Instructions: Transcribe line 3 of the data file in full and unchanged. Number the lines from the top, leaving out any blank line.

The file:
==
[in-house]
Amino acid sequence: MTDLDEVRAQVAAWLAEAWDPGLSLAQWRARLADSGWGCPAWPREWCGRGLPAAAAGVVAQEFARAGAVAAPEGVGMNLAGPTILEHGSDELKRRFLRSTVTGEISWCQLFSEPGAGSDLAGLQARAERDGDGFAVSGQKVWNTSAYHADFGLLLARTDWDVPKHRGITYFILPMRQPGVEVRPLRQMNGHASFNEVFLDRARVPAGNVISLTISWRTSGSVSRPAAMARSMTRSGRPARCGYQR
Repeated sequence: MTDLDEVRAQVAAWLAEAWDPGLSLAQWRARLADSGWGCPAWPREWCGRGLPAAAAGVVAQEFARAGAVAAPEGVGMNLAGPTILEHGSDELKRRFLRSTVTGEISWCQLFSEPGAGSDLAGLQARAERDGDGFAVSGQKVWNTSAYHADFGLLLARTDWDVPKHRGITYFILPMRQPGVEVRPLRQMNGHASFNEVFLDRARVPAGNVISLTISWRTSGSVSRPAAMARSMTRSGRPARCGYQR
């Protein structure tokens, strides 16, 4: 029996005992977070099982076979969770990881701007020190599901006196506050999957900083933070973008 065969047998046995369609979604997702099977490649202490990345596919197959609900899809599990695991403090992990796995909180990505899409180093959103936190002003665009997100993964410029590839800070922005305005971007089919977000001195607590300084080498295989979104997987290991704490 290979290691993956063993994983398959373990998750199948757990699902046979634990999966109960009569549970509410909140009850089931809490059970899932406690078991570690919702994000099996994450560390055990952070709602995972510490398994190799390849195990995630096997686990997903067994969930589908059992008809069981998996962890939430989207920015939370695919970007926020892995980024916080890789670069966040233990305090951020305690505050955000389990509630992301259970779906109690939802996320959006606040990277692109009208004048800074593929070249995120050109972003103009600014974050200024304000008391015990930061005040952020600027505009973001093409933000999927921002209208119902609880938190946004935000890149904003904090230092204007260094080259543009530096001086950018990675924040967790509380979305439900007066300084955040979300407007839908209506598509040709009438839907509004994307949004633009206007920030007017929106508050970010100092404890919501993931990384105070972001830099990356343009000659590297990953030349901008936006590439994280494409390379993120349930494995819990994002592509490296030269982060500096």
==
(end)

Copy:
Repeated sequence: MTDLDEVRAQVAAWLAEAWDPGLSLAQWRARLADSGWGCPAWPREWCGRGLPAAAAGVVAQEFARAGAVAAPEGVGMNLAGPTILEHGSDELKRRFLRSTVTGEISWCQLFSEPGAGSDLAGLQARAERDGDGFAVSGQKVWNTSAYHADFGLLLARTDWDVPKHRGITYFILPMRQPGVEVRPLRQMNGHASFNEVFLDRARVPAGNVISLTISWRTSGSVSRPAAMARSMTRSGRPARCGYQR